While HSBC (HSBC) shareholders are surely celebrating, I find the news that Europe's biggest bank will add $2.0 billion to its existing share buyback program, taking it to $5.5 billion in a year, profoundly depressing.
In fact, I find all share buybacks depressing: money that could be used to innovate and grow the business is instead spent on bolstering the share price, decreasing the share count and artificially boosting earnings per share. This kind of financial engineering sounds great for the short term. But it's not so great if you plan to invest in that business for the longer term.
This is why a report by S&P showing that capital spending has been increasing globally is really positive news, and investors should pay attention to it.
The corporate sector has suffered a "lost decade" in terms of capex, according to the rating agency's global corporate capital expenditure survey for 2017, released on Monday, July 31. This year's expected total global capital spending of $2.7 trillion will be less than 2007's $2.8 trillion. Still, 2017 is the first year when capex will grow, after contracting for four years.
The forecast rate of growth of around 5.5% is modest compared with the double-digit rates of advance seen in the mid-2000s, but those had a lot to do with investment in commodity-producing sectors in emerging markets, which have taken a hit in the years after the global financial crisis.
On the flip side, the fact that the current upturn does not rely on the commodity boom that underpinned the preceding rise in global capex means that it is more sustainable.
Some regions are set to take off after years of sluggishness. Japan and Western Europe are expected to see double-digit growth in capital spending, of 11% and 10%. Latin America's capex is set to grow by 9% this year. North America will see much more modest growth of 4%. Asia ex-Japan is expected to post even weaker growth of 3%.
Looking at sectors, only telecommunications is expected to see capital expenditures decline, and this is mostly because some major Chinese companies are undertaking significant cutbacks. The IT and consumer sectors are both expected to post double-digit increases, while utilities, energy, healthcare, industrials and materials are seen increasing at rates between 2% and 6%.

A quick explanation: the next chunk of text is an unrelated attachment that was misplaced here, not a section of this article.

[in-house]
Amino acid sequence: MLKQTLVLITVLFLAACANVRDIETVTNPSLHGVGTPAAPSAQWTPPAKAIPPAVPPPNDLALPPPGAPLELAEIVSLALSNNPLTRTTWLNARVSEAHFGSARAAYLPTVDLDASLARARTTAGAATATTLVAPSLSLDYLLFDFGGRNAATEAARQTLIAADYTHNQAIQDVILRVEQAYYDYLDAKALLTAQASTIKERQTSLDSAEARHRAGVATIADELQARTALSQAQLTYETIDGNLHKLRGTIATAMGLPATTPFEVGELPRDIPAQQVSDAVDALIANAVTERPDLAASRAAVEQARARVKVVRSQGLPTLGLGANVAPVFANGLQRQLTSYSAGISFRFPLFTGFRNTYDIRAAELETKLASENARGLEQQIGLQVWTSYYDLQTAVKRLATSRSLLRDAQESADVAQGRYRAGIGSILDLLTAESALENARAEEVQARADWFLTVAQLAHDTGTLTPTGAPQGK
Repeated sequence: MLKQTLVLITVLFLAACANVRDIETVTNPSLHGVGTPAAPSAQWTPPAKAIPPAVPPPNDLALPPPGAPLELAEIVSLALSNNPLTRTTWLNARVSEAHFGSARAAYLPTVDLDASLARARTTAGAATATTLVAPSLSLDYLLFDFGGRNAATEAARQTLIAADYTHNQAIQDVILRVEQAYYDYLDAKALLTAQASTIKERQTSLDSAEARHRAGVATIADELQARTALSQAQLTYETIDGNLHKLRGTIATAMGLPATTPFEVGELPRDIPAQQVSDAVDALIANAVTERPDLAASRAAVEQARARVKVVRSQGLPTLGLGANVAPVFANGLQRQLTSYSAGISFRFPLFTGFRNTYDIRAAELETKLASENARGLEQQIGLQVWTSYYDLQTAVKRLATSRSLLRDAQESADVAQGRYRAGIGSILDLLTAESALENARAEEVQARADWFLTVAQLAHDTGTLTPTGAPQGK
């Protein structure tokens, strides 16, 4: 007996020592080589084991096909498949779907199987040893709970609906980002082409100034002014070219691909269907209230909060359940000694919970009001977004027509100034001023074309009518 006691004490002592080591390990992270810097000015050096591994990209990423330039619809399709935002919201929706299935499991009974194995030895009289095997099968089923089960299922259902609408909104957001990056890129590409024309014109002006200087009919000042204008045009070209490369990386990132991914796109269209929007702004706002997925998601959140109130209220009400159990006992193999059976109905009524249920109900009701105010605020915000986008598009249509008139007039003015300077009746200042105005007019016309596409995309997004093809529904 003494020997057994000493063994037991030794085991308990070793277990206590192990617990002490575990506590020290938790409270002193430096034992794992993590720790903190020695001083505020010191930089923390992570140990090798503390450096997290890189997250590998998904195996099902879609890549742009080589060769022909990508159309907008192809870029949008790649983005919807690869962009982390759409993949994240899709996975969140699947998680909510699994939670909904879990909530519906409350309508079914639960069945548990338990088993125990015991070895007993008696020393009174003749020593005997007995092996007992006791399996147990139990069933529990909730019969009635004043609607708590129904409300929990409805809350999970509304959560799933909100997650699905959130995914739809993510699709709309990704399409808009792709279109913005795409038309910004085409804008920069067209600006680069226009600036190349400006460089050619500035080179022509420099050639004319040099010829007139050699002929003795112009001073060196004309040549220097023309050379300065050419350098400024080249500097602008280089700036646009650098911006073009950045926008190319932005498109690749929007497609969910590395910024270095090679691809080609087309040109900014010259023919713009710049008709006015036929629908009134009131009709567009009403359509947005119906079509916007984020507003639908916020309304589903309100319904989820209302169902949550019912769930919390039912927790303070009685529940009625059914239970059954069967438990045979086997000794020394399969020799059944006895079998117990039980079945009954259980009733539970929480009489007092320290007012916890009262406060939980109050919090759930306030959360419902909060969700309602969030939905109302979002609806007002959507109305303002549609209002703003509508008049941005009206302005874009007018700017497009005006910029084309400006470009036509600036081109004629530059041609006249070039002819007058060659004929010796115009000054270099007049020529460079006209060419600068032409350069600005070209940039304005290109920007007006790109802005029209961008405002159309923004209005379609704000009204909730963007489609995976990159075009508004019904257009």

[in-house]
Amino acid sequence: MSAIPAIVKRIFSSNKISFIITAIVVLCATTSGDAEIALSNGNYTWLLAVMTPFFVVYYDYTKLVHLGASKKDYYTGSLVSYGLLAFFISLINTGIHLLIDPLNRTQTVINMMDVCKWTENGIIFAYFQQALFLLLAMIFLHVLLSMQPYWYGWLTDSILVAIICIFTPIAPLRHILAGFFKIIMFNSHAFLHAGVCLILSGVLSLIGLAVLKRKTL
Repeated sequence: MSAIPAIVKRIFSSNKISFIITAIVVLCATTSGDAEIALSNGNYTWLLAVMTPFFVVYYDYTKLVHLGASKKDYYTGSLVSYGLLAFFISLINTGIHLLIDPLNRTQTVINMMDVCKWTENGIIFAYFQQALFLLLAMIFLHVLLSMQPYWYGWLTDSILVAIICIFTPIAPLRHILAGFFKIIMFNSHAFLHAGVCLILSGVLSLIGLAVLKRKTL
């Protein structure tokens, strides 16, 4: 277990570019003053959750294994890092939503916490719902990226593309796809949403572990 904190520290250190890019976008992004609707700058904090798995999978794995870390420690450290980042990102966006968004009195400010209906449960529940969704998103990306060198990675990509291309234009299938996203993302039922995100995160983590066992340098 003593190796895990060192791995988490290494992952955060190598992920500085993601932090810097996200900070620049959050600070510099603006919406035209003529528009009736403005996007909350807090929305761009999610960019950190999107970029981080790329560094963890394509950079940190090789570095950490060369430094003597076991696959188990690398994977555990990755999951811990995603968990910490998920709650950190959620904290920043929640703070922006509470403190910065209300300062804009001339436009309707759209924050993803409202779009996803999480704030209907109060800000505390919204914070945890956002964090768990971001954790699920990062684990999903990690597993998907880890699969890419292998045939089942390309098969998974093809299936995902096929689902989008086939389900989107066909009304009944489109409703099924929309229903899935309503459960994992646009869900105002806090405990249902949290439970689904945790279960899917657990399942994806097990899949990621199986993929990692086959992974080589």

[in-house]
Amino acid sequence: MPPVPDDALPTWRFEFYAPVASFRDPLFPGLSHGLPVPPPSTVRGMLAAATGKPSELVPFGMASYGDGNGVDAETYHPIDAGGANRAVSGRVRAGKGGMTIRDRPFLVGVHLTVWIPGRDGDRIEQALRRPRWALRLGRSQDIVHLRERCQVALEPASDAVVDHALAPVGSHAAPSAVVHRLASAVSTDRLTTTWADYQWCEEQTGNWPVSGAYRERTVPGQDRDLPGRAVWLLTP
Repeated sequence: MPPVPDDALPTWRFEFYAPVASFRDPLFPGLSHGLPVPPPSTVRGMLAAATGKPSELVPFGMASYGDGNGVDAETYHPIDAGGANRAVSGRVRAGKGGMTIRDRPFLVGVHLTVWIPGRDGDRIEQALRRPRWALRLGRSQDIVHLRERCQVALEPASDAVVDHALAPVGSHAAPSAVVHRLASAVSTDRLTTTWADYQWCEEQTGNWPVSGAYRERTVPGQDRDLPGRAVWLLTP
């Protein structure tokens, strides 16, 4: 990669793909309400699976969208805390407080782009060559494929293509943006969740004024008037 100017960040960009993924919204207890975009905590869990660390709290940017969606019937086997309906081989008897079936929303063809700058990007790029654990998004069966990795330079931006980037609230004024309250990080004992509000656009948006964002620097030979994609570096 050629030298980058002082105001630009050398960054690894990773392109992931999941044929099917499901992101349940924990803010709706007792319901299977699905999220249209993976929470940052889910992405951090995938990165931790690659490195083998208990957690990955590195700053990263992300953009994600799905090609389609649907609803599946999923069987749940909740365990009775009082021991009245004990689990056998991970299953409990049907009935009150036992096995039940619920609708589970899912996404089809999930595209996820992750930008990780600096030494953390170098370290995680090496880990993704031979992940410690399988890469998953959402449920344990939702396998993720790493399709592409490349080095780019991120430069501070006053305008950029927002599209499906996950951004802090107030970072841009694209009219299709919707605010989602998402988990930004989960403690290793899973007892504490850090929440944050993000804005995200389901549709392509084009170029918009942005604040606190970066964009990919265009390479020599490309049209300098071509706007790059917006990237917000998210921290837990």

The most important sign of a "hugely important turning point" is the stabilization of commodity capex, according to the S&P report. Between 2013 and 2016, combined capex for the energy and materials sectors fell by 45% to $706 billion. In that period, the oil and gas and metals and mining sectors have shrunk annual capex in to levels close to what they were spending in 2005. Both are expected to see modest increases in capital spending in the current year.
Forecasts for capex for two-thirds of the biggest capital spenders have increased, the S&P survey shows. The biggest rise, of 23%, is seen for Samsung (SSNLF) , closely followed by Intel (INTC) with a 22% hike in forecasts.
Forecasts have been cut for some companies, and there are a few U.S. giants among them. Action Alerts PLUS charity portfolio holdings Apple (AAPL) and Alphabet (GOOGL) have seen their capex forecasts cut by 7% and 2% respectively. Chevron's (CVX) were cut by 11%, General Motor's (GM) by 2% and Verizon's (VZ) by 1%.
Investors should look at capex trends and sectors to identify the companies that are likely to grow the fastest in the future. While share buybacks boost stock prices in the short run, in the long run innovation and investment are the best ingredients for share price growth.